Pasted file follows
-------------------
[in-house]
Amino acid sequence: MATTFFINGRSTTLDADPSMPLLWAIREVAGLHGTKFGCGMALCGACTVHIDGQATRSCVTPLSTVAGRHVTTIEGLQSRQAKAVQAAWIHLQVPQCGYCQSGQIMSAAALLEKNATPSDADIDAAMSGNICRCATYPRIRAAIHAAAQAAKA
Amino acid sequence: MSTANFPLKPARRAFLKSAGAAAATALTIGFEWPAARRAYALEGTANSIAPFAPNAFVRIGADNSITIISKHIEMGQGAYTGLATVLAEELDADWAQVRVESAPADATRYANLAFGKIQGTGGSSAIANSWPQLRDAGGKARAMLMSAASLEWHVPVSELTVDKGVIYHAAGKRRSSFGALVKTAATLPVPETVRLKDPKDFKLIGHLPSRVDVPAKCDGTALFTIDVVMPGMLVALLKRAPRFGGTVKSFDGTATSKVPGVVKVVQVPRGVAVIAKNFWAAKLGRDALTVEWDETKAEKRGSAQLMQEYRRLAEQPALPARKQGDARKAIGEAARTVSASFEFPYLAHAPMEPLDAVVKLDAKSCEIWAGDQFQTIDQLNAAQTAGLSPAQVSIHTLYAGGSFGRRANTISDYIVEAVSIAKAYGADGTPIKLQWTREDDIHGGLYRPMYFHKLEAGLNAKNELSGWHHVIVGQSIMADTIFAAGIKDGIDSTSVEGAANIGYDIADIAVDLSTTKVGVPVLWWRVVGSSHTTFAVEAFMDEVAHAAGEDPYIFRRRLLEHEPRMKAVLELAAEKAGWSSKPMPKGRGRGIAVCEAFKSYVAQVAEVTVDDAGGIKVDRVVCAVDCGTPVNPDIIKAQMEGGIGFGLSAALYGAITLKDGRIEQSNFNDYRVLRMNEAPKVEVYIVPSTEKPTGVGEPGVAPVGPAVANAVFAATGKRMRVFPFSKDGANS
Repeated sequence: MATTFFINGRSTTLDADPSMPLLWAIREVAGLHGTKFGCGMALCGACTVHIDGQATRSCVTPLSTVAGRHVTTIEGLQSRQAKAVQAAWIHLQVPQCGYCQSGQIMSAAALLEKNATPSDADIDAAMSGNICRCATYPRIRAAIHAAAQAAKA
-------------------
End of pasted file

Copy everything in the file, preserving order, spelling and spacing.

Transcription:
[in-house]
Amino acid sequence: MATTFFINGRSTTLDADPSMPLLWAIREVAGLHGTKFGCGMALCGACTVHIDGQATRSCVTPLSTVAGRHVTTIEGLQSRQAKAVQAAWIHLQVPQCGYCQSGQIMSAAALLEKNATPSDADIDAAMSGNICRCATYPRIRAAIHAAAQAAKA
Amino acid sequence: MSTANFPLKPARRAFLKSAGAAAATALTIGFEWPAARRAYALEGTANSIAPFAPNAFVRIGADNSITIISKHIEMGQGAYTGLATVLAEELDADWAQVRVESAPADATRYANLAFGKIQGTGGSSAIANSWPQLRDAGGKARAMLMSAASLEWHVPVSELTVDKGVIYHAAGKRRSSFGALVKTAATLPVPETVRLKDPKDFKLIGHLPSRVDVPAKCDGTALFTIDVVMPGMLVALLKRAPRFGGTVKSFDGTATSKVPGVVKVVQVPRGVAVIAKNFWAAKLGRDALTVEWDETKAEKRGSAQLMQEYRRLAEQPALPARKQGDARKAIGEAARTVSASFEFPYLAHAPMEPLDAVVKLDAKSCEIWAGDQFQTIDQLNAAQTAGLSPAQVSIHTLYAGGSFGRRANTISDYIVEAVSIAKAYGADGTPIKLQWTREDDIHGGLYRPMYFHKLEAGLNAKNELSGWHHVIVGQSIMADTIFAAGIKDGIDSTSVEGAANIGYDIADIAVDLSTTKVGVPVLWWRVVGSSHTTFAVEAFMDEVAHAAGEDPYIFRRRLLEHEPRMKAVLELAAEKAGWSSKPMPKGRGRGIAVCEAFKSYVAQVAEVTVDDAGGIKVDRVVCAVDCGTPVNPDIIKAQMEGGIGFGLSAALYGAITLKDGRIEQSNFNDYRVLRMNEAPKVEVYIVPSTEKPTGVGEPGVAPVGPAVANAVFAATGKRMRVFPFSKDGANS
Repeated sequence: MATTFFINGRSTTLDADPSMPLLWAIREVAGLHGTKFGCGMALCGACTVHIDGQATRSCVTPLSTVAGRHVTTIEGLQSRQAKAVQAAWIHLQVPQCGYCQSGQIMSAAALLEKNATPSDADIDAAMSGNICRCATYPRIRAAIHAAAQAAKA